* significant at P < 0.05

Wales

Index of bag density from 1961 to 2009 (see statistical methods and interpretational considerations).
Error bars represent 95% confidence intervals.

Grey squirrel trend Wales

Although the bag index dropped initially, it has since built up steadily, with a significant increase between 1995 and 2009. This reflects the ongoing range expansion and increasing abundance of this introduced species.

Change in grey squirrel bags over time, with 95% confidence limits (see statistical methods):

Country Sites Start
year
End
year
Change (%)
1961-2009
Change (%)
1984-2009
Change (%)
1995-2009
Wales 35 1961 2009 87
-12 to 711
107
-20 to 248
88*
13 to 182

* significant at P < 0.05

N Ireland

There are too few bag records of grey squirrel to produce an index graph. Grey squirrel trend N Ireland

 

There are too few bag records of grey squirrel to evaluate rates of change over time

Country Sites Start
year
End
year
Change (%)
1961-2009
Change (%)
1984-2009
Change (%)
1995-2009
N Ireland Too few sites

Environmental zones

Change in grey squirrel bags over time, with 95% confidence limits (see statistical methods):

Environmental zone Sites Start
year
End
year
Change (%)
1961-2009
Change (%)
1984-2009
Change (%)
1995-2009
Easterly lowlands (England/Wales) 539 1961 2009 88*
34 to 157
113*
63 to 167
54*
36 to 76
Westerly lowlands (England/Wales) 234 1961 2009 112*
46 to 196
94*
60 to 149
59*
22 to 113
Uplands (England/Wales) 100 1961 2009 184
-41 to 449
139*
87 to 222
109*
48 to 178
Lowlands (Scotland) 50 1977 2009 311*
79 to 1015
219*
110 to 480
137*
72 to 305
Intermediate uplands/islands (Scotland) 21 1995 2009 no data no data 35
-16 to 72
True uplands (Scotland) 30 1984 2009 no data 281*
113 to 598
87*
4 to 187

* significant at P < 0.05

Comparison with BBS mammal data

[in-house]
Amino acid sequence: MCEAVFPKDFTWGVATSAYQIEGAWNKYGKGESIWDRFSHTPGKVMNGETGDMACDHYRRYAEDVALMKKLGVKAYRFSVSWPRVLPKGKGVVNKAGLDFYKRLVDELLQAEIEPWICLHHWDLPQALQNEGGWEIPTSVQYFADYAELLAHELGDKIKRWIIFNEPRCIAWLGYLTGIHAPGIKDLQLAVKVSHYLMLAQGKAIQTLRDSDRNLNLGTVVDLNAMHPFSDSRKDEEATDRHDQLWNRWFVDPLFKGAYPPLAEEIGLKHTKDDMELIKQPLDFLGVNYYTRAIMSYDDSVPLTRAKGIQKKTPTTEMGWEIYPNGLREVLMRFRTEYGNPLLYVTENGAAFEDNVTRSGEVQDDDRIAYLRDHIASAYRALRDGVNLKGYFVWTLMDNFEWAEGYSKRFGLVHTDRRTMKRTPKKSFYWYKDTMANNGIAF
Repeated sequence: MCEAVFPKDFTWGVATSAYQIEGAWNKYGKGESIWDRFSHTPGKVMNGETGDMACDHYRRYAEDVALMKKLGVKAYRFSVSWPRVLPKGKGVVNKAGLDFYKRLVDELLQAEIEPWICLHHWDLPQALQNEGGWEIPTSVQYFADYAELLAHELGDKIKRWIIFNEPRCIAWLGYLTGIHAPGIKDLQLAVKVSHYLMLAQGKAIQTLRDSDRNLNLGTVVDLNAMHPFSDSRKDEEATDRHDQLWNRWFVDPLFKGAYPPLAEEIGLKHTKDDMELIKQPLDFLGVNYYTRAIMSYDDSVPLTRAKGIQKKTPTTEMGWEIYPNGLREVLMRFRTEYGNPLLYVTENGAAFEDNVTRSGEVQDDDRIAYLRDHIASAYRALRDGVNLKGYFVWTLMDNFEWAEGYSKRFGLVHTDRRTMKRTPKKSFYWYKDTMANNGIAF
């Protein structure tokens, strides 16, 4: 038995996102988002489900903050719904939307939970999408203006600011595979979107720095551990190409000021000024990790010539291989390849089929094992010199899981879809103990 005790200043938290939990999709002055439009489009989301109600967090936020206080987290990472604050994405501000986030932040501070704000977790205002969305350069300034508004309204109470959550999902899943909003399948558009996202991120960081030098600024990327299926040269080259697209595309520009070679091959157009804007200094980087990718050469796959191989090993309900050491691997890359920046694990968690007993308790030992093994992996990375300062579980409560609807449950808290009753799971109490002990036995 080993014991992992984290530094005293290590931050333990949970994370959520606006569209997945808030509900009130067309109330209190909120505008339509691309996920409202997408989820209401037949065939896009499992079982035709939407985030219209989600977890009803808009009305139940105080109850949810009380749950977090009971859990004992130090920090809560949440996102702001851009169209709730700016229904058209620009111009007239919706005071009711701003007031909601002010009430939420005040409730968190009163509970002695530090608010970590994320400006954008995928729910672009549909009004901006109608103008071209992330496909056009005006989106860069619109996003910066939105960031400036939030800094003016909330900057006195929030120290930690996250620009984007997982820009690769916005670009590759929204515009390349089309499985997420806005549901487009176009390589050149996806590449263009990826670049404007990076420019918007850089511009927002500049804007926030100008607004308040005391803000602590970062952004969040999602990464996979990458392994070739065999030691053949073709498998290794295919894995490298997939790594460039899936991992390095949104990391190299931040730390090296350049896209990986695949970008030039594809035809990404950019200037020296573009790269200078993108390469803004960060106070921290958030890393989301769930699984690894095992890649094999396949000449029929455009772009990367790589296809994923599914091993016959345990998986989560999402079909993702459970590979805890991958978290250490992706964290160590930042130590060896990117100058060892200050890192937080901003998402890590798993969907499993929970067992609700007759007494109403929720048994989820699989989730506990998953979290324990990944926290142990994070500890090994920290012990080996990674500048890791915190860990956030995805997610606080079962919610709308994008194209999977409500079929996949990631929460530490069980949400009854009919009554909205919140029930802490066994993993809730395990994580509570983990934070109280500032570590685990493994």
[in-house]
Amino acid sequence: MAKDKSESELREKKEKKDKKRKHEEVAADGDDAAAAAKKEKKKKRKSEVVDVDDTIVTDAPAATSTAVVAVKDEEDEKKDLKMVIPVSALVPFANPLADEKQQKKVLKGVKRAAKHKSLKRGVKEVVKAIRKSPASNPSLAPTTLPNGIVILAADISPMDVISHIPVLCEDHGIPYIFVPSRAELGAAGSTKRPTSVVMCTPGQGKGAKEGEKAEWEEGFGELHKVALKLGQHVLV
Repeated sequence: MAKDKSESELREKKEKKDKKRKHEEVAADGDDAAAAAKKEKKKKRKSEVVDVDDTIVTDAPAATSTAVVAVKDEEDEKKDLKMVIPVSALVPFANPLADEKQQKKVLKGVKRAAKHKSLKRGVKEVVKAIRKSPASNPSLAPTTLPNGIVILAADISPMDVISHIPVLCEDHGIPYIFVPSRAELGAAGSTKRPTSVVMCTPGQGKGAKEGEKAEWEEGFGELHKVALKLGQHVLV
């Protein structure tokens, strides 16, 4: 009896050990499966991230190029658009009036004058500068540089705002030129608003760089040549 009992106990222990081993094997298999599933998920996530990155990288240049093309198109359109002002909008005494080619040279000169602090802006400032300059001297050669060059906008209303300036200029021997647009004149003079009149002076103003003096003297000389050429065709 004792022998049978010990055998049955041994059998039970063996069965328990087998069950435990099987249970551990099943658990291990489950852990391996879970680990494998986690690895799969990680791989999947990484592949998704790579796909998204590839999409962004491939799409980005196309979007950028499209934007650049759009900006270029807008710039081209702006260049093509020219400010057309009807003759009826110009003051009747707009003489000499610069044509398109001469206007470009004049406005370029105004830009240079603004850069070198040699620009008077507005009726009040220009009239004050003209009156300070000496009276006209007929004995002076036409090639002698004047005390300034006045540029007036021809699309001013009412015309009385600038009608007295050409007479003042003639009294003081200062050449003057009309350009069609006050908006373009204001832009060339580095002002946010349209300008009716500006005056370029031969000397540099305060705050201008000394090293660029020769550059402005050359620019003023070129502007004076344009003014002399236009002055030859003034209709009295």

Since 1995, data on grey squirrel abundance have been collected under the Breeding Bird Survey (BBS) organised by the British Trust for Ornithology. Below, the UK trend from the NGC is compared to the one from the BBS (from 1995 onwards).

NGC index of bag density (blue) and BBS index of abundance (red), from 1995 to 2009.
Error bars represent 95% confidence intervals.

Grey squirrel: comparison of UK trends from GWCT and BTO

For all years, the BBS confidence intervals are completely or almost completely within the NGC confidence intervals, indicating good agreement between the two index series.

Long-term trend from the National Gamebag Census

There are too few bag records of grey squirrel to produce a trend starting before 1961.

References and further reading

  • Battersby,J. (2005). UK Mammals: Species Status and Population Trends. Joint Nature Conservation Committee/Tracking Mammals Partnership, Peterborough (JNCC download page).
  • Gurnell,J. (1987). The Natural History of Squirrels. Christopher Helm, London.
  • Harris,S., Morris,P., Wray,S. & Yalden,D.W. (1995). A Review of British Mammals: Population Estimates and Conservation Status of British Mammals Other than Cetaceans. Joint Nature Conservation Committee, Peterborough (JNCC download page).
  • Harris,S. & Yalden,D.W. (2008). Mammals of the British Isles: Handbook, 4th edition. Mammal Society, Southampton.
  • Sheail,J. (1999). The grey squirrel (Sciurus carolinensis) - a UK historical perspective on a vertebrate pest species. Journal of Environmental Management 55: 145-156.
  • Tompkins,D.M., Sainsbury,A.W., Nettleton,P., Buxton,D. & Gurnell,J. (2002). Parapoxvirus causes a deleterious disease in red suirrels associated with UK population declines. Proceedings of the Royal Society of London, Series B 269: 529-533.

This report should be cited as: Aebischer,N.J., Davey,P.D. & Kingdon,N.G. (2011). National Gamebag Census: Mammal Trends to 2009. Game & Wildlife Conservation Trust, Fordingbridge (http://www.gwct.org.uk/ngcmammals).